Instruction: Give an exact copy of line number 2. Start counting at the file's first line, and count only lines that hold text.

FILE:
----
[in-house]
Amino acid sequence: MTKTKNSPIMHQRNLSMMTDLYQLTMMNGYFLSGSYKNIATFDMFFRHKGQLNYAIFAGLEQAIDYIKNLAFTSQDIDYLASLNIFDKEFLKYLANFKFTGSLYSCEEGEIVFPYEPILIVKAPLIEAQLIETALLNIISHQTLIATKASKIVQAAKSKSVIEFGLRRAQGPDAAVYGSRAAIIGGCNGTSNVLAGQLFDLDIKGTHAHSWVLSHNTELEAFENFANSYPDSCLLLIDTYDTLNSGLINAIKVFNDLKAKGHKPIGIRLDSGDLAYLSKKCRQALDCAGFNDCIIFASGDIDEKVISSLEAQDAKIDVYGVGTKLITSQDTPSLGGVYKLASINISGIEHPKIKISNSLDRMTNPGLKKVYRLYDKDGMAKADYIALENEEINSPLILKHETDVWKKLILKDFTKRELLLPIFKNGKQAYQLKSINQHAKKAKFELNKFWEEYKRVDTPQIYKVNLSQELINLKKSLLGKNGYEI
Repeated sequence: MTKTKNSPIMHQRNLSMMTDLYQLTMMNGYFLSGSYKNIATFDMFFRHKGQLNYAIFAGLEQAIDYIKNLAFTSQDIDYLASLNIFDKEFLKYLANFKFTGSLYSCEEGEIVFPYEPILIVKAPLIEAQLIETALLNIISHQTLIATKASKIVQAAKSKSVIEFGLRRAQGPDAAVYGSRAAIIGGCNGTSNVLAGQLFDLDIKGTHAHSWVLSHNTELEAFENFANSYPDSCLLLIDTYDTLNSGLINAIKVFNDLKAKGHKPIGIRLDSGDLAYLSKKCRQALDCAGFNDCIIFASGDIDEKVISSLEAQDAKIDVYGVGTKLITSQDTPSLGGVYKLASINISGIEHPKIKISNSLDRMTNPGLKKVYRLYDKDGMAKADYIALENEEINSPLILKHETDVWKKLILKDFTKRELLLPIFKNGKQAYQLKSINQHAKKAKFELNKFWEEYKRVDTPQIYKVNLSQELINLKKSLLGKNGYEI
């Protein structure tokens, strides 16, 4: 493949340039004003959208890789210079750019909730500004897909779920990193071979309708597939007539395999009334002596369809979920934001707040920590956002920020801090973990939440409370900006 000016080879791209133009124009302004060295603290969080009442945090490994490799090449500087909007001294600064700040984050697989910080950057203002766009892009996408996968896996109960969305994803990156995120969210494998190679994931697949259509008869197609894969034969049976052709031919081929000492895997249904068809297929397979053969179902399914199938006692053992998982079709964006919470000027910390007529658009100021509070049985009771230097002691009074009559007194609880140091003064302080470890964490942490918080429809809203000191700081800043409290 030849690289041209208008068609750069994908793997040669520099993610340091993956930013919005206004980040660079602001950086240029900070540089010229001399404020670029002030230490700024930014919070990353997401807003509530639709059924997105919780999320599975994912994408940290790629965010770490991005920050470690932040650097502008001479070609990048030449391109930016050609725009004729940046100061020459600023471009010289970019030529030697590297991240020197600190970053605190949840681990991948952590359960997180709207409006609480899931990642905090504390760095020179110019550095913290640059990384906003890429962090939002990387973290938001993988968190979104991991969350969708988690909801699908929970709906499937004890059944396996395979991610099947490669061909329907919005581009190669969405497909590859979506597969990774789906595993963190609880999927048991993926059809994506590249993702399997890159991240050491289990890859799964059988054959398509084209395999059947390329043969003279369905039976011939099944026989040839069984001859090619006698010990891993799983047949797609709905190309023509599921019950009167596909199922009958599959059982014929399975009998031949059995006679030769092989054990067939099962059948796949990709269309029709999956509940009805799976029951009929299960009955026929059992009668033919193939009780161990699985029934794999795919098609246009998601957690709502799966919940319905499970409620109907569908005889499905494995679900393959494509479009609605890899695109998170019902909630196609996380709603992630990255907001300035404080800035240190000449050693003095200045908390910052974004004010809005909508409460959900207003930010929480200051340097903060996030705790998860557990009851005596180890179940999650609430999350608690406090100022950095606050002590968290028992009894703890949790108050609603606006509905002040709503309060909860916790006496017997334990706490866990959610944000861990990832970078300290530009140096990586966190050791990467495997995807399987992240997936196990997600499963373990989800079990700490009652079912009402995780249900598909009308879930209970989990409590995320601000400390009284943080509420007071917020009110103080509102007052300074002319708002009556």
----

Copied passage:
Amino acid sequence: MTKTKNSPIMHQRNLSMMTDLYQLTMMNGYFLSGSYKNIATFDMFFRHKGQLNYAIFAGLEQAIDYIKNLAFTSQDIDYLASLNIFDKEFLKYLANFKFTGSLYSCEEGEIVFPYEPILIVKAPLIEAQLIETALLNIISHQTLIATKASKIVQAAKSKSVIEFGLRRAQGPDAAVYGSRAAIIGGCNGTSNVLAGQLFDLDIKGTHAHSWVLSHNTELEAFENFANSYPDSCLLLIDTYDTLNSGLINAIKVFNDLKAKGHKPIGIRLDSGDLAYLSKKCRQALDCAGFNDCIIFASGDIDEKVISSLEAQDAKIDVYGVGTKLITSQDTPSLGGVYKLASINISGIEHPKIKISNSLDRMTNPGLKKVYRLYDKDGMAKADYIALENEEINSPLILKHETDVWKKLILKDFTKRELLLPIFKNGKQAYQLKSINQHAKKAKFELNKFWEEYKRVDTPQIYKVNLSQELINLKKSLLGKNGYEI